But, there is a growing feeling that the intended June 12 date set for matches to start again will need to be pushed back.

A vote was due to take place on training and medical protocols when the 20 top-flight clubs where due to hold their next meeting.

If at least 14 of the 20 clubs passed through, players would be able to train in groups of five thereafter.

The Premier League would have been encouraged with the return of the Bundesliga, in Germany, this weekend.

They were the first major football league to in the world to resume after the easing of the lockdown.

As in Germany, Premier League will have to undergo safety measures including tents where temperature checks will be conducted, strict hygiene criteria, no canteens and no showers.

A maximum of five players will be allowed per pitch with tackling forbidden.

Players will be tested twice per week and are being asked to provide written approval that they have received and understood the club’s Covid-19 policy.

The prospect of clubs playing their remaining fixtures at neutral grounds has receded with more than half speaking out against such a proposal.

Players and staff at Birmingham City F.C. got together to take up the challenge of covering the entire distance between John O’ Groats to Land’s End to help to raise funds for local hospitals during the coronavirus pandemic.

The Championship club’s players and staff; including Men’s and Women’s First Team, Academy, BCFC Community Trust, the Former Players Association, Media, Ticket Office, Commercial and Retail recorded their cumulative miles travelled by either running or walking in their respective local surroundings whilst adhering to guidelines on exercise and social distancing.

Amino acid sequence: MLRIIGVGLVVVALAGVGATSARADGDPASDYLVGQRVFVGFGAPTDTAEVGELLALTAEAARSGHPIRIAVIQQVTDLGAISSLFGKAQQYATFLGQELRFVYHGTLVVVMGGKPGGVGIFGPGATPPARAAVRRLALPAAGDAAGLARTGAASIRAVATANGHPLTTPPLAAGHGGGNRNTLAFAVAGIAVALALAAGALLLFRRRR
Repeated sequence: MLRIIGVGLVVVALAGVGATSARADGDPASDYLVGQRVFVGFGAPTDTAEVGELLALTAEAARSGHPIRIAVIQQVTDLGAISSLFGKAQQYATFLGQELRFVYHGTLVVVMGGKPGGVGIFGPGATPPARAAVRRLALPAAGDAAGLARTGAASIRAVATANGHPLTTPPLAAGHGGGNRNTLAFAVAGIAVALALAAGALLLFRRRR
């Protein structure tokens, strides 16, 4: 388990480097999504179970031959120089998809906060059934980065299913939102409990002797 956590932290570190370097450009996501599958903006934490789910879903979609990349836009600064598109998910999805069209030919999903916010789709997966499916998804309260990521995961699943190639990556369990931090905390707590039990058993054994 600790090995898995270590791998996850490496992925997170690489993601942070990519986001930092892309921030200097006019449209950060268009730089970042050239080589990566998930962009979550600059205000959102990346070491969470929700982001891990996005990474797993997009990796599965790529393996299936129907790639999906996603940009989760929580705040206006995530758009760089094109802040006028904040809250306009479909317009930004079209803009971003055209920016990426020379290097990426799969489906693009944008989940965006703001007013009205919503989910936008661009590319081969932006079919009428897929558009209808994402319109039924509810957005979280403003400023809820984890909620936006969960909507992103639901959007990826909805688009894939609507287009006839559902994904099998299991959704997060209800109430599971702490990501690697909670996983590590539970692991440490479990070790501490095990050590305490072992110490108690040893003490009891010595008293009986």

Backed by Principle partners, Boylsports, who took part themselves, they chose to support the University Hospital Birmingham Charity.

A statement from the club said: “The money raised can now go to delivering care packs to nurses, provide ‘wobble rooms’ for staff to get psychological and emotional support, helping patients to stay in contact with their families by providing tablets with video conferencing apps and much more”.

Charlotte Schofield, Director of Fundraising at the University Hospital Birmingham Charity said: “Our thanks go out to everyone at Birmingham City who took on, or supported the Keep Right On Challenge, as their support will now help us to do more for our NHS Superheroes and the patients who they are treating at these difficult times/

The eyes of the football world are fixed on Germany as the country’s Bundesliga are preparing for a restart next weekend.

And, with it already suffering a major setback, the powers that be there are determined to push forward nevertheless.

Dynamo Dresden, who plays in the second tier of German football, have put their entire squad and coaching staff into two-week isolation after two of their players tested positive for coronavirus.

The Bundesliga and Bundesliga 2 are due to restart on Saturday May 16 and is still fully set to be the first European league to restart following the Covid-19 shutdown.

A spokesperson at Dresden said: “The fact is that we can no longer train nor participate in a game in the next 10 days or so”.

The decision was taken after laboratory samples revealed the news, although the two players concerned are currently free of any symptoms of the virus.

In a statement, the club’s sports manager, Ralf Minge, said; “In the past few weeks, we have made enormous efforts in terms of personnel and logistics in order to strictly implement all of the prescribed medical and hygienic measures.

“We are in contact with the responsible health authorities and the DFL to coordinate all further steps”.

Dresden was due to resume their season on May 17 at Hanover 96, but that match has now been cancelled due to the quarantine measures.

The Bundesliga and Bundesliga 2 are set to resume behind closed doors – subject to strict safety checks.

The English Premier League’s ‘Project Restart’ (Their plans to restart their season) was set to step up pace this week.

However, the revelation that three Brighton players tested ‘positive’ for coronavirus may well ‘kick’ those plans further down the road.

Tottenham Hotspur forward, Son Heung-min, has won an award for the best performance after he completed his three-week military service in his native South Korea.